Ingredients Matter

  • Dogs and Cats need meat:

    So we’ve had bunches of fun with this whole notion that ingredients don’t matter, and all you need is a food cooked up by an army of lab techs—perfect nutrition straight from a test tube.

    Why isn’t this true?

    Dogs are omnivores with serious carnivorous inclinations, and cats are entirely carnivorous. Thus it follows that their physiologies are designed around the consumption of meat. All the proof one needs is found in the endless supplements that must be added to processed pet foods to ‘enhance’ their nutritional content.

    As we discussed above, grain-based cat foods lacked the necessary taurine to sustain the health of these natural carnivores, and cats were dying; because these products lack the necessary taurine levels derived from whole food ingredients, taurine supplements are now standard in virtually all dry cat foods.

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  • The importance of reading labels:

    Obviously this means that pet owners need to pay attention to what goes into the foods they’re giving their dogs and cats.

    Generally, the less grains and starches, and the more quality sources of animal proteins, the better your pet’s health; of course, dry kibble needs to contain at least forty to fifty percent starch just to bind (or glue) the kibble together.

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  • "Do ingredient labels tell the whole story?"

    So now we know that you can’t just look at the front of a pet food package, or simply skim the percentages of “crude minimum guaranteed analyses”. You know that you had better read what those ingredients are.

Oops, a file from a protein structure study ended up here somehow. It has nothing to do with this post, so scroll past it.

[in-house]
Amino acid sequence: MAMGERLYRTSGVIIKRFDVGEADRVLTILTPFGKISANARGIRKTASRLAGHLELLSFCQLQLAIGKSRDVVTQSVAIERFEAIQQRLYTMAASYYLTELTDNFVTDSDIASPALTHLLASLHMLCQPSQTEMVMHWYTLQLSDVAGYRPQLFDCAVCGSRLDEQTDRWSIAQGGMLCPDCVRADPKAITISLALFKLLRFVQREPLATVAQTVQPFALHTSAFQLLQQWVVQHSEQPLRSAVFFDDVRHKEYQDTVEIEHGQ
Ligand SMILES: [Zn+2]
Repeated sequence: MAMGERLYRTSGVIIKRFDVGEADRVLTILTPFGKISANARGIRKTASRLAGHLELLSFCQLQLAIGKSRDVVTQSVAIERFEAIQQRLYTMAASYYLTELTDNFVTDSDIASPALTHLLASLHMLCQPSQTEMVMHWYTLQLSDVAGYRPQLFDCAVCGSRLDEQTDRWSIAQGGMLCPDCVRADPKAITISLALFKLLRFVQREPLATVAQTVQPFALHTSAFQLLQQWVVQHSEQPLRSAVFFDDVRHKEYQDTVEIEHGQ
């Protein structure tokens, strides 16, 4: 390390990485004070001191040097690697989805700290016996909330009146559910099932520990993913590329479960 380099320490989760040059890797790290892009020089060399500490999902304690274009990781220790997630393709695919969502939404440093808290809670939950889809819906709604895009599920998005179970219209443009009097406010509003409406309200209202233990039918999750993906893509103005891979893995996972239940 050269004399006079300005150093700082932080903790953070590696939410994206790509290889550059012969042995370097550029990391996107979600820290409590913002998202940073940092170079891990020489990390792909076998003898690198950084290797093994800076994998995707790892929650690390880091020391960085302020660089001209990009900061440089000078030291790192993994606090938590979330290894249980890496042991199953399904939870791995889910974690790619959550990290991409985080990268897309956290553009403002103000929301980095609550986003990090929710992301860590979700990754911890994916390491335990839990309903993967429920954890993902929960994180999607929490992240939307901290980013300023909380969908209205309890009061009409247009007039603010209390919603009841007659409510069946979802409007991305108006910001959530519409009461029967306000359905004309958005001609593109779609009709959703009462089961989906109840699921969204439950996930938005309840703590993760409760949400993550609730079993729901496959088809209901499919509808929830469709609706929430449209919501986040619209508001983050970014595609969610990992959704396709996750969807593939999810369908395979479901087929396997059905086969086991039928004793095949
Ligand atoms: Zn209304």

But will reading ingredient labels be enough to determine the quality of your pet’s food? Sadly, it won’t. Unfortunately major pet food makers, and the regulators they collude with, are engaging in just as much tomfoolery and otherwise naughty behavior with ingredient panels as they are with feeding trials and percentages.

    Here we’ll focus on the most predominant example: the order in which ingredients are listed. Pet foods are required to have their ingredients listed by weight; i.e. the heaviest ingredient is listed first, and the lightest at the end. However, there is one stipulation, and it’s a big one. They can be listed by their weight before processing. Some of you might say, so what?

    Well a lot of you are probably already reading ingredient labels, and trying to find foods that have more meat in them—and that’s good. But what if you didn’t take this ‘before processing’ rule into account? What does that mean for your pet’s food?

    If a package of pet food lists, e.g., chicken or ‘deboned chicken’ as its first ingredient, then that food is telling you that the heaviest (and therefore the most abundant) ingredient in our food is chicken. Sounds great, right? Not if you realize that fresh, uncooked chicken is 70% moisture. So, when this food gets processed, usually at very high heat via a method known as extrusion, the chicken ends up being far lighter than it was before.

    (As you continue reading through the various topics here in the Learning Center, you’ll discover how other issues with extrusion, processing, moisture in fresh meats, etc. all tie together in one form or another. Please read on for more on how all of these issues are connected, and we encourage you to do research outside of our site as well.)

    So now your fresh chicken that was supposed to be the main ingredient, or ‘#1 ingredient’ (as many pet food labels love to claim) has now become fourth or fifth based on its post-processed weight. And in what state is this food when your pet consumes it? The way it is before it’s processed, or after? We’re ignoring any mention of what else may have changed because of processing.

    Some of you might have wondered why we stated earlier in this section that dry kibble can only contain about forty to fifty percent meat, and that the rest needs to be some form of starch to bind it all together. How could we make that claim? Don’t many pet food labels claim to be sixty percent, or even 80 percent meat?

    Sure they do, and the ‘before processing’ loophole is the reason they’re able to do it.

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